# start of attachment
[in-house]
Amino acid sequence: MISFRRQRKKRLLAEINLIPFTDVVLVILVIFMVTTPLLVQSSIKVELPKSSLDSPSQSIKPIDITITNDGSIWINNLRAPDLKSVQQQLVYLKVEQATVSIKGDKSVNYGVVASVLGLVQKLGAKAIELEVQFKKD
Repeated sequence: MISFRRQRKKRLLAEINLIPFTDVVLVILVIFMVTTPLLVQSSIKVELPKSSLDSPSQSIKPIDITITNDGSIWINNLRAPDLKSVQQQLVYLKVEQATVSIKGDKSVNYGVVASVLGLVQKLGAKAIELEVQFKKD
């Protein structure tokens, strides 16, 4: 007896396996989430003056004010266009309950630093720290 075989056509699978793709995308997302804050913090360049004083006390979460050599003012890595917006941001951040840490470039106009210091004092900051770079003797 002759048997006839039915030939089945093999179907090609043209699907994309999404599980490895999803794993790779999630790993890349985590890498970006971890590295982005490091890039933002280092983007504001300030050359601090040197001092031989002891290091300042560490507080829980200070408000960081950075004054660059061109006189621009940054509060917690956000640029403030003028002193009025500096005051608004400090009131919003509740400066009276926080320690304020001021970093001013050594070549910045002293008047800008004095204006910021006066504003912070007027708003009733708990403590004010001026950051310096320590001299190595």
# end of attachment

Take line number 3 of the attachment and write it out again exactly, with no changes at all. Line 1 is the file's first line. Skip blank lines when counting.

Repeated sequence: MISFRRQRKKRLLAEINLIPFTDVVLVILVIFMVTTPLLVQSSIKVELPKSSLDSPSQSIKPIDITITNDGSIWINNLRAPDLKSVQQQLVYLKVEQATVSIKGDKSVNYGVVASVLGLVQKLGAKAIELEVQFKKD